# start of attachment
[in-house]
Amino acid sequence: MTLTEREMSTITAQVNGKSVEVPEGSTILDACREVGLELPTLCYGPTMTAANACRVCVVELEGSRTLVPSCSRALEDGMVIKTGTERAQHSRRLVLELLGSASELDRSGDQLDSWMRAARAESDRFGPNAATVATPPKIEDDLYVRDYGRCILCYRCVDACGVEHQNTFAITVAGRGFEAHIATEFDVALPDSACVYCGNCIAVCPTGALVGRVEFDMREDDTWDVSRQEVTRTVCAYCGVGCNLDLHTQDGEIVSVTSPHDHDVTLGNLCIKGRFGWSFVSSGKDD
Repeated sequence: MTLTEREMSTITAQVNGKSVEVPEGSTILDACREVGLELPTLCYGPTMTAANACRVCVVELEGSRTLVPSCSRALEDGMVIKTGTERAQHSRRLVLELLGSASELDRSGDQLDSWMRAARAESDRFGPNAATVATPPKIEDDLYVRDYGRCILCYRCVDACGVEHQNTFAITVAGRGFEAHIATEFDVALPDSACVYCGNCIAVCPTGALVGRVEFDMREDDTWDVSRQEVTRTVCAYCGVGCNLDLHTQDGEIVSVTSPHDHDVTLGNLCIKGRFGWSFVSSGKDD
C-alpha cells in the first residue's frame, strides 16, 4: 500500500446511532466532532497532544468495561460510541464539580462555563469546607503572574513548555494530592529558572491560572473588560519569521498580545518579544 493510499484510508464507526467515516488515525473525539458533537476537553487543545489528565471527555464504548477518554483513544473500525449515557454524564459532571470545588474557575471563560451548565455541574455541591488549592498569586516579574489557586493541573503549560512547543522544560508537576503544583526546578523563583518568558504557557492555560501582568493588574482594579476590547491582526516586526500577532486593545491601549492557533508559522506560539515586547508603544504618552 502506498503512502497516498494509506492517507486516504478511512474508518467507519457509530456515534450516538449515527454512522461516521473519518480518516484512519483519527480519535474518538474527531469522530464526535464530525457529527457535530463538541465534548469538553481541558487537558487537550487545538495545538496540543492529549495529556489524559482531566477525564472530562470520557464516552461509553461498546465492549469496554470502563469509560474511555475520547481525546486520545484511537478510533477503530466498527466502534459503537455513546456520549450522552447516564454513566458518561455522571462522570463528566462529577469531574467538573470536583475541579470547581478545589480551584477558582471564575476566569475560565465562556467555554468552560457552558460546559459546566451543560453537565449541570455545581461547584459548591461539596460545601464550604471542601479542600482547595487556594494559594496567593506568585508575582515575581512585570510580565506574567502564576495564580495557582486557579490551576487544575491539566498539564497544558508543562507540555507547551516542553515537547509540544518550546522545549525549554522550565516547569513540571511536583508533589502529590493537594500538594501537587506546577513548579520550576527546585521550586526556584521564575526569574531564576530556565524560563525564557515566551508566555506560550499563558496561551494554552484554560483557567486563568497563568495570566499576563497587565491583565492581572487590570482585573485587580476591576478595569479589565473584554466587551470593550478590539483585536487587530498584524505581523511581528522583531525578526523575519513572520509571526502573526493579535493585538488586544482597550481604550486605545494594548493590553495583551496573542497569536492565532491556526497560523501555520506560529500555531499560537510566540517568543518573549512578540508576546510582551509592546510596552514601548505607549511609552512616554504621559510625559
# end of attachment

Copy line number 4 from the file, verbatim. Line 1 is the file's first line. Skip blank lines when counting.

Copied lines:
C-alpha cells in the first residue's frame, strides 16, 4: 500500500446511532466532532497532544468495561460510541464539580462555563469546607503572574513548555494530592529558572491560572473588560519569521498580545518579544 493510499484510508464507526467515516488515525473525539458533537476537553487543545489528565471527555464504548477518554483513544473500525449515557454524564459532571470545588474557575471563560451548565455541574455541591488549592498569586516579574489557586493541573503549560512547543522544560508537576503544583526546578523563583518568558504557557492555560501582568493588574482594579476590547491582526516586526500577532486593545491601549492557533508559522506560539515586547508603544504618552 502506498503512502497516498494509506492517507486516504478511512474508518467507519457509530456515534450516538449515527454512522461516521473519518480518516484512519483519527480519535474518538474527531469522530464526535464530525457529527457535530463538541465534548469538553481541558487537558487537550487545538495545538496540543492529549495529556489524559482531566477525564472530562470520557464516552461509553461498546465492549469496554470502563469509560474511555475520547481525546486520545484511537478510533477503530466498527466502534459503537455513546456520549450522552447516564454513566458518561455522571462522570463528566462529577469531574467538573470536583475541579470547581478545589480551584477558582471564575476566569475560565465562556467555554468552560457552558460546559459546566451543560453537565449541570455545581461547584459548591461539596460545601464550604471542601479542600482547595487556594494559594496567593506568585508575582515575581512585570510580565506574567502564576495564580495557582486557579490551576487544575491539566498539564497544558508543562507540555507547551516542553515537547509540544518550546522545549525549554522550565516547569513540571511536583508533589502529590493537594500538594501537587506546577513548579520550576527546585521550586526556584521564575526569574531564576530556565524560563525564557515566551508566555506560550499563558496561551494554552484554560483557567486563568497563568495570566499576563497587565491583565492581572487590570482585573485587580476591576478595569479589565473584554466587551470593550478590539483585536487587530498584524505581523511581528522583531525578526523575519513572520509571526502573526493579535493585538488586544482597550481604550486605545494594548493590553495583551496573542497569536492565532491556526497560523501555520506560529500555531499560537510566540517568543518573549512578540508576546510582551509592546510596552514601548505607549511609552512616554504621559510625559